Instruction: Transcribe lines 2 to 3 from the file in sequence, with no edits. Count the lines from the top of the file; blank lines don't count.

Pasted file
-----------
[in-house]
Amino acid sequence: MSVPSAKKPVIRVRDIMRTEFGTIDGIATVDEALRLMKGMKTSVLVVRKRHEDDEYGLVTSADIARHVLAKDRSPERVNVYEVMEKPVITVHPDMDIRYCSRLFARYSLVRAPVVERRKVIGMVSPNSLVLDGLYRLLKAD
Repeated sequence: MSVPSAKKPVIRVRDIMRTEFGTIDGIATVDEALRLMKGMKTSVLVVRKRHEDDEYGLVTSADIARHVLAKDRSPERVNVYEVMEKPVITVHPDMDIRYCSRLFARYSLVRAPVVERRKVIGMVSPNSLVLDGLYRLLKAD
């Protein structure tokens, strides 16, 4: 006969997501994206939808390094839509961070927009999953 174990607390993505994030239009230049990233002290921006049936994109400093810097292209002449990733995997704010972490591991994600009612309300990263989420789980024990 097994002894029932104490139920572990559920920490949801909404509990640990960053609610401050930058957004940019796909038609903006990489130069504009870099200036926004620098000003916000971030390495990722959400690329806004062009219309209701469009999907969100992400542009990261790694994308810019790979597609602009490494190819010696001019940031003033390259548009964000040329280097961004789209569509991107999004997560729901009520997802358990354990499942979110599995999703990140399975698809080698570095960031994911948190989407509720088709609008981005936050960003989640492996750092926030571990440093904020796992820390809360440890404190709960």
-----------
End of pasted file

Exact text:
Amino acid sequence: MSVPSAKKPVIRVRDIMRTEFGTIDGIATVDEALRLMKGMKTSVLVVRKRHEDDEYGLVTSADIARHVLAKDRSPERVNVYEVMEKPVITVHPDMDIRYCSRLFARYSLVRAPVVERRKVIGMVSPNSLVLDGLYRLLKAD
Repeated sequence: MSVPSAKKPVIRVRDIMRTEFGTIDGIATVDEALRLMKGMKTSVLVVRKRHEDDEYGLVTSADIARHVLAKDRSPERVNVYEVMEKPVITVHPDMDIRYCSRLFARYSLVRAPVVERRKVIGMVSPNSLVLDGLYRLLKAD